A call for a referendum on the UK’s membership of the European Union before the next general election reflected the opinion of most British people, Tory Eurosceptic Adam Afriyie said yesterday.
Mr Afriyie insisted he was right to ignore warnings from the Tory leadership and press ahead with an attempt to bring forward the date of an in/out referendum from 2017 to next year.
But the Conservative MP for Windsor saw his proposed change to the European Union (Referendum) Bill heavily defeated in the Commons yesterday by 249 votes to 15, majority 234. Of those MPs who voted in favour of an early poll, 14 were Tory and one was Labour.
Among the Conservatives who voted in favour of bringing the date forward were Shipley MP Philip Davies and Cleethorpes MP Martin Vickers.
However, some senior Tory figures were unhappy about Mr Afriyie’s decision to put his amendment to the vote because it apparently showed there was still discontent within the ranks of the party on the UK’s membership of the EU.
And a number of Tory Eurosceptic MPs also ducked supporting the backbencher’s demand for an early referendum, saying Prime Minister David Cameron should be given time to repatriate powers from Brussels.
James Wharton, the Conservative MP for Stockton South who is bringing forward the legislation as a Private Member’s Bill, described Mr Afriyie’s amendment as a “waste of time”.
But Mr Afriyie – who has previously been talked about as a leadership candidate – said he was right to demand an in/out referendum on October 23, next year.
In a statement, he said: “I tried my hardest to give the British people a 2014 referendum. By putting the 2014 option before Parliament, I was reflecting the opinion of the vast majority of the British people.
“A 2014 vote was the only way to guarantee that the British people would get their say on our relationship with the EU and show that as Conservatives, we were listening to the public.”
He said he would now work hard to ensure Mr Wharton’s Bill made it through Parliament.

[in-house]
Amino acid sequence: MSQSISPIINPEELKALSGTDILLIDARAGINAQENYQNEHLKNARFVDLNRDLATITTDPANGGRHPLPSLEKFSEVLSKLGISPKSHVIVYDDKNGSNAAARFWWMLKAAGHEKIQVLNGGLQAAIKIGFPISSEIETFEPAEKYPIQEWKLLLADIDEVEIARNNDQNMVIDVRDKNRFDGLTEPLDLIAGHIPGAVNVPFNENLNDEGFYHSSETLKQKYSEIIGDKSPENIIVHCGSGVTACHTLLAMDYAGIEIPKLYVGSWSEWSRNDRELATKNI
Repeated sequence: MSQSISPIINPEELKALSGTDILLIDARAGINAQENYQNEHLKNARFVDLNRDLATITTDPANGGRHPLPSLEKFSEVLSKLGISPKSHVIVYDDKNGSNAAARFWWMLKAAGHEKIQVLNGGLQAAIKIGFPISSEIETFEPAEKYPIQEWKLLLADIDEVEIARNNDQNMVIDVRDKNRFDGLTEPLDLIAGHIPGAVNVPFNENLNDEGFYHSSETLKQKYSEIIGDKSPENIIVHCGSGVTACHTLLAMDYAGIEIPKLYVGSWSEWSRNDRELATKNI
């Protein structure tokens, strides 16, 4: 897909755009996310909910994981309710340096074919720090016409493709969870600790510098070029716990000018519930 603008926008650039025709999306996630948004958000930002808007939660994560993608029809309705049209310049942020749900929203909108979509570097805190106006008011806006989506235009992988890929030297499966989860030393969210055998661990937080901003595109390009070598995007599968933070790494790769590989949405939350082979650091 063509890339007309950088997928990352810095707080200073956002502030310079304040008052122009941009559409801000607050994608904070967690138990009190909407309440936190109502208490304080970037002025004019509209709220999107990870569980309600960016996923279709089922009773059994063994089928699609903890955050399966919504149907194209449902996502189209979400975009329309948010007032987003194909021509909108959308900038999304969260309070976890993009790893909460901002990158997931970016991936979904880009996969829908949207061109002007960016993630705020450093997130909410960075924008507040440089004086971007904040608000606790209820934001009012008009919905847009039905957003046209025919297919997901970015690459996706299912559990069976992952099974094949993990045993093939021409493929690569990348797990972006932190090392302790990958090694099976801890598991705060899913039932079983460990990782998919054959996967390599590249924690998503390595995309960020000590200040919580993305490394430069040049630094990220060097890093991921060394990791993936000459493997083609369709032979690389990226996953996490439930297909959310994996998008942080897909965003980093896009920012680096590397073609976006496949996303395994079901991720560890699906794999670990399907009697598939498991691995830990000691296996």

But Mr Wharton was unhappy that his colleague had put his amendment to a vote.
Speaking outside the chamber, Mr Wharton added: “At the end of the day, Adam’s amendment would have meant the chances of this important Bill passing would be diminished and I am pleased so many MPs voted with their good sense to ensure that we do everything we can to let Britain decide.”
And fellow Tory John Baron, one of the Tory Eurosceptics unhappy about calls for an early referendum, said: “We need time for the Prime Minister to try and repatriate powers from the EU.
“Success will influence the outcome, failure will be plain for all to see. If no powers are repatriated then that will be plain for all to see.”
Speaking in the chamber earlier, Europe Minister David Lidington said a referendum next year would cause an “unnecessary complication” as Scotland is due to vote on whether it wishes to remain part of the UK next September.
He said: “I believe the choice the British people deserve is a choice between membership of the European Union on reformed and renegotiated terms or leaving.”
After debating the timing of the referendum, a number of amendments to the question that should be put in any vote were defeated.
The debate was adjourned until next week, when MPs will consider further amendments on the conduct of the referendum.
The Bill is likely to receive a Third Reading next Friday. If it clears the Commons it will go before peers for further scrutiny in the House of Lords.